As Pisgah Laboratories, Inc. continues development of its lead abuse deterrent opioid product, it will soon begin scale-up of its patent-pending form of hydrocodone. Pisgah has developed a specialized salt form of hydrocodone which imparts abuse deterrent properties to a dosage product. Pisgah will manufacture its hydrocodone salt for clinical trials in their FDA / DEA registered facility. Accordingly, Pisgah's pilot plant has recently undergone appropriate modifications to convert the often, and readily abused, hydrocodone bitartrate currently used by the pharmaceutical industry to Pisgah's abuse deterrent form. Pisgah's approach to the abuse epidemic thwarts attempts by potential abusers to de-formulate hydrocodone products for abuse purposes.
Typically, abusers extract the active ingredient from a formulated dosage product. The principal extraction procedure popularly employed by hydrocodone abusers is the "cold water method." The abuser grinds up the hydrocodone bitartrate / acetaminophen combination tablets and extracts them with a minimum amount of cold water to separate the insoluble and potentially toxic acetaminophen (APAP) from the water soluble hydrocodone bitartrate. The abuser then drinks the water extract and experiences a "high" or "rush." In contrast, Pisgah's hydrocodone salt is not amenable to such an extraction procedure and thus defeats the abusers' attempt to isolate the narcotic component from the dosage product.
Pisgah recently completed an alternate species animal study comparing inhalation properties of hydrocodone bitartrate with their abuse deterrent hydrocodone. The pharmacokinetic study clearly differentiated the two forms thus validating Pisgah's approach in defeating nasal abuse of hydrocodone. Similarly, the study results also confirm proper oral administration allows for the drug to work as intended. These results, coupled with the extraction protection available through Pisgah's technology, provide the first practical solution to hydrocodone drug abuse.
Pisgah's product development program is now focused on clinical trial production. Since hydrocodone is principally used in combination products with other actives such as acetaminophen, Pisgah has selected dosage strengths of hydrocodone / APAP meeting the FDA's new limits for acetaminophen, http://www.fda.gov/Drugs/DrugSafety/InformationbyDrugClass/ucm165107.htm, and comparable to existing commercial products so that side-by-side abuse deterrent comparisons can be performed. One study in particular, called a likability study, will be performed using known "recreational" users. From results to date, these users will predictably find Pisgah's hydrocodone "un-likable." Indeed, inhalation or other abuse routes of administration -- such as application to the mucosa -- will not yield the desired "high."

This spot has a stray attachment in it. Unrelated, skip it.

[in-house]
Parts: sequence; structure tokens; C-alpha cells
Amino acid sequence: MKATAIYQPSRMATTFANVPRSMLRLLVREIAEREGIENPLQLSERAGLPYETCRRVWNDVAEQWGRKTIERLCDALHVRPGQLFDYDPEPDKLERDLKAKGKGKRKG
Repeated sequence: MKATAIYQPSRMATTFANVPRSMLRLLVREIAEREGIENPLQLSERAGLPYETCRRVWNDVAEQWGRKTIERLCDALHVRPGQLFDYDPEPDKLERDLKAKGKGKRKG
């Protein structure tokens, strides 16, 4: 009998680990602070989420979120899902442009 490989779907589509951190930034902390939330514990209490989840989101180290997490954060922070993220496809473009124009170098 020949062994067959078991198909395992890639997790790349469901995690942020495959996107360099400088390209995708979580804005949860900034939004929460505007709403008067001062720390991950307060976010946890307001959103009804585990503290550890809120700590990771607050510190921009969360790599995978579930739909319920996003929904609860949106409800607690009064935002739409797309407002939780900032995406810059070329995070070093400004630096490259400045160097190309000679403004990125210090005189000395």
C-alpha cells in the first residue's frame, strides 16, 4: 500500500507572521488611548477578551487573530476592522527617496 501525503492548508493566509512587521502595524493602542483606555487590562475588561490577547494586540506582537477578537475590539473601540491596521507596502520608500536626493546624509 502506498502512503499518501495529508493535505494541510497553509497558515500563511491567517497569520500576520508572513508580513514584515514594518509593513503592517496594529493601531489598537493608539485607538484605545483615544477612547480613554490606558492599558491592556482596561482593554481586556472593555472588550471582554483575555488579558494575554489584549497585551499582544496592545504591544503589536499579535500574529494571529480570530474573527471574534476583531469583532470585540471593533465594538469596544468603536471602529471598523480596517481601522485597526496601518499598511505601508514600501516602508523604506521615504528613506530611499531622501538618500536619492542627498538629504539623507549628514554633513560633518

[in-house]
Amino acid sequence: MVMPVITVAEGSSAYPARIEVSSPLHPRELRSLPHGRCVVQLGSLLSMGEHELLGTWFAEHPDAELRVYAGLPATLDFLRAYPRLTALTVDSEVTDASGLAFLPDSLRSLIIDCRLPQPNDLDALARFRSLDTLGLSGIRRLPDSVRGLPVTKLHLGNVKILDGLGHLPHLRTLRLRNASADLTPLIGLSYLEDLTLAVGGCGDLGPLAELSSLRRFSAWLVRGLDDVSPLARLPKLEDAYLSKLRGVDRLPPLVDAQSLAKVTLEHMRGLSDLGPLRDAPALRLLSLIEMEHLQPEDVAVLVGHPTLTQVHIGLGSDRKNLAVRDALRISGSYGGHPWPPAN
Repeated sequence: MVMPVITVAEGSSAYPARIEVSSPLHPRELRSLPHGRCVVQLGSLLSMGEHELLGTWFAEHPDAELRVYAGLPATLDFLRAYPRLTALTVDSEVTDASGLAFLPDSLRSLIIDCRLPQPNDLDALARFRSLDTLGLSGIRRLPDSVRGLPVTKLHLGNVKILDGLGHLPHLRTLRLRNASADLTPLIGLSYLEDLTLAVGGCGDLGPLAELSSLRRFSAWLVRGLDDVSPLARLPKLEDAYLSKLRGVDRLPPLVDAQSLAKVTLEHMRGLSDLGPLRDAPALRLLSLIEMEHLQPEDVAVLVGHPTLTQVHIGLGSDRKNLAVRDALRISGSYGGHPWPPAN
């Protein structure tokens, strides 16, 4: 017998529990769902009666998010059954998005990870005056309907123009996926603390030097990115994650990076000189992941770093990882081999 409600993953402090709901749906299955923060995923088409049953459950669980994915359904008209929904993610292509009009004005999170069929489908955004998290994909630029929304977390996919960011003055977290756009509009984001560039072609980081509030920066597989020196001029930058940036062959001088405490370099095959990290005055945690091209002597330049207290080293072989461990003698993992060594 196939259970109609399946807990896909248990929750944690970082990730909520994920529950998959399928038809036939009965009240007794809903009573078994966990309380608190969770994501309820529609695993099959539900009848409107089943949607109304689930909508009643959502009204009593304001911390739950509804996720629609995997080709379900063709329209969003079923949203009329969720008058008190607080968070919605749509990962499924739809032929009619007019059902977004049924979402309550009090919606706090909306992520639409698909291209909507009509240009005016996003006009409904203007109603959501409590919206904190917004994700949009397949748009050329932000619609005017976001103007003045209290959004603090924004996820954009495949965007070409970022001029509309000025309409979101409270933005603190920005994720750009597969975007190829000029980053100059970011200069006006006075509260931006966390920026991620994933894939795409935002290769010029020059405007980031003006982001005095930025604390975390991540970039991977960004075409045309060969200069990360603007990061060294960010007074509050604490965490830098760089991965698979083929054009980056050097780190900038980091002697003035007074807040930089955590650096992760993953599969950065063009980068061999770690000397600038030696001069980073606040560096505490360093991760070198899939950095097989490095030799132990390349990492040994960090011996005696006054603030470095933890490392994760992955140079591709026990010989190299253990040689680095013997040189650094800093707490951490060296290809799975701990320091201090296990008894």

Pisgah Laboratories continues to file patent applications covering the broad applicability of their technology to hydrocodone as well as to other narcotic products. At last count, fourteen applications were in various states of prosecution before the US Patent and Trademark Office covering opioids, anti-depressants and the ADHD medications dex-amphetamine and methylphenidate. While hydrocodone has advanced from the laboratory into the development stage, other abuse deterrent products will soon follow an identical and established development template.
Pisgah's technology provides an integrated approach to solving three principal concerns within the medical community: 1) improving patient care; 2) reducing medical practice liability; and 3) reducing barriers for treating pain. Clearly, abuse deterrent products improve the health of the nation's population by reducing drug abuse. Secondly, the regulatory initiatives to reduce abuse impose liability on the medical community requiring identification and mitigation of patient drug abuse. Without exception, these well-intended actions erect barriers to pain treatment for legitimate patients and enhance the perceived liability of doctors. Pisgah anticipates its new products will be well-received by all stakeholders interested in reducing the nation's drug abuse epidemic.